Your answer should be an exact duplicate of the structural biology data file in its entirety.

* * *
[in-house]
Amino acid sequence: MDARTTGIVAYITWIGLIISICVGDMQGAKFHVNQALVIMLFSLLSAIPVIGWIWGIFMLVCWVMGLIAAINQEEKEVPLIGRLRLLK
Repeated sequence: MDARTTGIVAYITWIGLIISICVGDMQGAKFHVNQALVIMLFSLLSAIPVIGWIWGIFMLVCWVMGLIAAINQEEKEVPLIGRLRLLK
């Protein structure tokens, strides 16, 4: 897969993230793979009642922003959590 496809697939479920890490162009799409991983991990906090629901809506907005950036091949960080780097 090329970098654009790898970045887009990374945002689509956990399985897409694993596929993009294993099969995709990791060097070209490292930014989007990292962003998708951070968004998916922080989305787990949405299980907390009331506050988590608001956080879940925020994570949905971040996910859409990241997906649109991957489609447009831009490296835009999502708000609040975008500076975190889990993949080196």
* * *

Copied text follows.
[in-house]
Amino acid sequence: MDARTTGIVAYITWIGLIISICVGDMQGAKFHVNQALVIMLFSLLSAIPVIGWIWGIFMLVCWVMGLIAAINQEEKEVPLIGRLRLLK
Repeated sequence: MDARTTGIVAYITWIGLIISICVGDMQGAKFHVNQALVIMLFSLLSAIPVIGWIWGIFMLVCWVMGLIAAINQEEKEVPLIGRLRLLK
């Protein structure tokens, strides 16, 4: 897969993230793979009642922003959590 496809697939479920890490162009799409991983991990906090629901809506907005950036091949960080780097 090329970098654009790898970045887009990374945002689509956990399985897409694993596929993009294993099969995709990791060097070209490292930014989007990292962003998708951070968004998916922080989305787990949405299980907390009331506050988590608001956080879940925020994570949905971040996910859409990241997906649109991957489609447009831009490296835009999502708000609040975008500076975190889990993949080196």